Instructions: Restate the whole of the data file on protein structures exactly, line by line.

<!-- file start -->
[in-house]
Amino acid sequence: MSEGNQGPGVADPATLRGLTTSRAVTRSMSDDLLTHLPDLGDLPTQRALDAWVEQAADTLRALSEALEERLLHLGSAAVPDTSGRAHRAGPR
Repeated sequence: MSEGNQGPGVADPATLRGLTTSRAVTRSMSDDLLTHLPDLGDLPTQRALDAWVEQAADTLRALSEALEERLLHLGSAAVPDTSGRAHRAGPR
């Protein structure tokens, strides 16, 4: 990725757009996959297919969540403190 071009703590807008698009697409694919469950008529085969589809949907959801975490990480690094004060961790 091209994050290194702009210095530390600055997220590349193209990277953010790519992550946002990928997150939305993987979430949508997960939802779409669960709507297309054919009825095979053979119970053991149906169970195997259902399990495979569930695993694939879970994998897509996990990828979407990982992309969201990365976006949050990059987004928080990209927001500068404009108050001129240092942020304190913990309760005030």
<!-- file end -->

[in-house]
Amino acid sequence: MSEGNQGPGVADPATLRGLTTSRAVTRSMSDDLLTHLPDLGDLPTQRALDAWVEQAADTLRALSEALEERLLHLGSAAVPDTSGRAHRAGPR
Repeated sequence: MSEGNQGPGVADPATLRGLTTSRAVTRSMSDDLLTHLPDLGDLPTQRALDAWVEQAADTLRALSEALEERLLHLGSAAVPDTSGRAHRAGPR
């Protein structure tokens, strides 16, 4: 990725757009996959297919969540403190 071009703590807008698009697409694919469950008529085969589809949907959801975490990480690094004060961790 091209994050290194702009210095530390600055997220590349193209990277953010790519992550946002990928997150939305993987979430949508997960939802779409669960709507297309054919009825095979053979119970053991149906169970195997259902399990495979569930695993694939879970994998897509996990990828979407990982992309969201990365976006949050990059987004928080990209927001500068404009108050001129240092942020304190913990309760005030």